Hurricane Matthew has strengthened to a catastrophic Category 4 storm as it barrels toward the heavily populated coast of Florida.
The National Hurricane Center in Miami said the storm’s maximum sustained winds had strengthened to 140 mph as of late Thursday morning and were expected to maintain their strength as the storm approaches the Florida coast.
Hurricane conditions were also still affecting the Bahamas. The storm was expected to start affecting Florida by early afternoon Thursday.
Two counties along South Carolina’s northern coast are being evacuated ahead of Hurricane Matthew.
Gov. Nikki Haley told reporters evacuation orders go into effect at noon Thursday for parts of Horry and Georgetown counties. Haley warned anyone in an evacuation zone not to take the orders lightly. She says surge from the storm could be as high as 8 feet and affect not only the coast but also areas farther inland.
So far, Haley says 175,000 people have evacuated from the coast. On Wednesday, the state reversed the eastbound lanes of Interstate 26 from Charleston to Columbia, allowing more motorists to move inland at once.
Forecasters say they expect Matthew to strengthen to a Category 4 hurricane before making landfall in Florida, turning north and passing just off the South Carolina coast late Friday or early Saturday.
North Carolina Gov. Pat McCrory says the latest predictions show that his state will avoid a direct hit from Hurricane Matthew.
But emergency workers are continuing to prepare for high winds, rain and storm surge.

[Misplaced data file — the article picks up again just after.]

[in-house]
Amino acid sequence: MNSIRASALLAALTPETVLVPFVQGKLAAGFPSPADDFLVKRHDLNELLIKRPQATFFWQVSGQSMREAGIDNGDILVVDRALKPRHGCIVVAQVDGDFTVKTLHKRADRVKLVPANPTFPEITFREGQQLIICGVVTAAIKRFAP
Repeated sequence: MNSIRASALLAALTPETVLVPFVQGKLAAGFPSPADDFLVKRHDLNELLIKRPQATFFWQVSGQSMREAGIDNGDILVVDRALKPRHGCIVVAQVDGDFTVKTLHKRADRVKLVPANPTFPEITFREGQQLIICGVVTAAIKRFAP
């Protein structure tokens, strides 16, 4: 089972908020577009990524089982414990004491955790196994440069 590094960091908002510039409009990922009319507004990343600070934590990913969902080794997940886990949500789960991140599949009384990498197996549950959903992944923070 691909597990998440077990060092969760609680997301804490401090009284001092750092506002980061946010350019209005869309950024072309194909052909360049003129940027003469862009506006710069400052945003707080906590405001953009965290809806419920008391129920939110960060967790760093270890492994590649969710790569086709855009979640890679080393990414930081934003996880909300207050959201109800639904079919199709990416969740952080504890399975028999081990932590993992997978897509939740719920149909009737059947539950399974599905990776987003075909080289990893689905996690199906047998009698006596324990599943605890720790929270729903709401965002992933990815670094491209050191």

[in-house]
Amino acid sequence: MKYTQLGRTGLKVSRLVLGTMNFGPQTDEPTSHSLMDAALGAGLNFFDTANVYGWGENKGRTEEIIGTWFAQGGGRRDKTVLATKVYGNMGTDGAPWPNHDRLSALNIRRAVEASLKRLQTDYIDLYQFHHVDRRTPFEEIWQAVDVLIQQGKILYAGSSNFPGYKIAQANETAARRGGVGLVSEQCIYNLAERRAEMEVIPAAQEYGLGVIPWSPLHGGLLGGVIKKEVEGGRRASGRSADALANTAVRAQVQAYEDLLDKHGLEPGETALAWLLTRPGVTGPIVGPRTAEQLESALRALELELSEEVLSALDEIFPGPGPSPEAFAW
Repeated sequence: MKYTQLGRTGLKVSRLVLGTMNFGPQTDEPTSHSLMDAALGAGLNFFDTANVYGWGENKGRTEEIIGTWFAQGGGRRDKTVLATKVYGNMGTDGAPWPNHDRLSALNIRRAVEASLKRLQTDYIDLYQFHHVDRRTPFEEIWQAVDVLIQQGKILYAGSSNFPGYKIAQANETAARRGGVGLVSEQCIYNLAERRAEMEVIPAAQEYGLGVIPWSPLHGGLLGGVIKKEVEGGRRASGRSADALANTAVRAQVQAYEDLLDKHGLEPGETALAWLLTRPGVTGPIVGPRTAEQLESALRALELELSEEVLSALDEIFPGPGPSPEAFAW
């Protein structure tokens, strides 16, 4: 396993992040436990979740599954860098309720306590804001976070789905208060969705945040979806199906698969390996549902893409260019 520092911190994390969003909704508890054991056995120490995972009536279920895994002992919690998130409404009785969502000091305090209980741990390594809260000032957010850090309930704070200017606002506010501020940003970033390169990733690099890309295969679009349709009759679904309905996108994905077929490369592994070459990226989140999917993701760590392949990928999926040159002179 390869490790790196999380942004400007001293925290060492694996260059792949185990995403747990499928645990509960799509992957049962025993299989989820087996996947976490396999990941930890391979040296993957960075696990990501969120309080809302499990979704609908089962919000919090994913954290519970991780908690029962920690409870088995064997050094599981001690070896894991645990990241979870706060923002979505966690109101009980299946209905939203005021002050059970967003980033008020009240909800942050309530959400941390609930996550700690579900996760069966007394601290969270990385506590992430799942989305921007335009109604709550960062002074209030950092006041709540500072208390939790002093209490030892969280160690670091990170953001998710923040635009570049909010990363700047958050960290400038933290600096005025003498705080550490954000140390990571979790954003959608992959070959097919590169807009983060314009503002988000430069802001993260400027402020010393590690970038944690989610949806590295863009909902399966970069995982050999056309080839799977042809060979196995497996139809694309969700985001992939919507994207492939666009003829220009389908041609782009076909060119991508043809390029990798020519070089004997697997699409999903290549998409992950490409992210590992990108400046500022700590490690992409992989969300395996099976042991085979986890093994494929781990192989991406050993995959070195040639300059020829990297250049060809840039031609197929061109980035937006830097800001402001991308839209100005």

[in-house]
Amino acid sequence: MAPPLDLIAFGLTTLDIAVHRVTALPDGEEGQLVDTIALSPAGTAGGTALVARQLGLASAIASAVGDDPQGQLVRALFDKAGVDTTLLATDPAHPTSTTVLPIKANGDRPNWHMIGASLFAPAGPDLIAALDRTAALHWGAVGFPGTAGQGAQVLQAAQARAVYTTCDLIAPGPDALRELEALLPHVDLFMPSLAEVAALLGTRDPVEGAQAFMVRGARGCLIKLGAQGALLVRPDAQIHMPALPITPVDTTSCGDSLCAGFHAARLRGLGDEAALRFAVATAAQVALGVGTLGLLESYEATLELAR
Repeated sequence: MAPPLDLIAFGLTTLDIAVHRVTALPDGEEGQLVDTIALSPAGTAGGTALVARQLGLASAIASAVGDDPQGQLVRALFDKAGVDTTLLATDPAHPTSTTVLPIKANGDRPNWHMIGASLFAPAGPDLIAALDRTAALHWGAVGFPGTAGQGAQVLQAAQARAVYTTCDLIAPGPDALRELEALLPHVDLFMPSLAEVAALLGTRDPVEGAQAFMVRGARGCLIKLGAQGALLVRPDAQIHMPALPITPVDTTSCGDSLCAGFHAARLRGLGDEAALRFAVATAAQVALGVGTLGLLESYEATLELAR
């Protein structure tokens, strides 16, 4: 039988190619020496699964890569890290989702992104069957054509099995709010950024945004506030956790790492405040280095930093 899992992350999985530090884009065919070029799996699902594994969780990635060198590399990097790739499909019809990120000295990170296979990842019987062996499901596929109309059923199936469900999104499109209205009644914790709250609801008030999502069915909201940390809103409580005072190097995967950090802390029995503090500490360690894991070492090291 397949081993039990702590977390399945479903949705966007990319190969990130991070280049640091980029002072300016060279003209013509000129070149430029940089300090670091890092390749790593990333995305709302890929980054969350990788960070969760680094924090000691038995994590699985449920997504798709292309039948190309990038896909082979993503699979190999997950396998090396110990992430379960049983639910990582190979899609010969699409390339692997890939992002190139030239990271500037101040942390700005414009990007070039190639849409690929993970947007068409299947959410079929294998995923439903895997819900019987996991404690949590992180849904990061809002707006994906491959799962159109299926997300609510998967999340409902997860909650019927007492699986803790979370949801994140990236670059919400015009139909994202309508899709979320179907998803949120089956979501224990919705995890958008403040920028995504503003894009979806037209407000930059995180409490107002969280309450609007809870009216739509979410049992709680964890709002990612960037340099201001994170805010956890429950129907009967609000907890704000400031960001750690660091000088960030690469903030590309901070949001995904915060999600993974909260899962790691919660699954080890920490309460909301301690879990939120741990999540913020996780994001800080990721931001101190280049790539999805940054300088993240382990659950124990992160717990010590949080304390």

McCrory says North Carolina cities like Jacksonville and Morehead City could still see wind gusts of up to 60 mph beginning Saturday. Widespread power outages are possible. There could be a foot of rain in some areas.
The National Hurricane Center in Miami says the hurricane is strengthening and called it dangerous and life-threatening. About 1.5 million people in Florida have been ordered to evacuate.
The head of the Bahamas National Emergency Management Authority says the capital Nassau is now receiving the full brunt of Hurricane Matthew.
Capt. Stephen Russell says there are many downed trees and power lines but no immediate reports of significant flooding or casualties as of early Thursday. Russell says Nassau should feel the full effects of Matthew for much of the day.
“We are experiencing the brunt of the hurricane force winds now so we just have to wait and see how we fare over the next five of six hours,” he told The Associated Press.
Nassau is on the most populous island of New Providence in the central Bahamas. The streets were deserted as palm fronds flew through the air under heavy rain. Those in Nassau without generators are without power because authorities shut down the power when winds reach 40 mph to protect the grid. The major tourist hotels are on generator power.
The storm is now clear of the lightly populated islands of the southern Bahamas and Russell says there are no reports of any significant damage or casualties on those islands.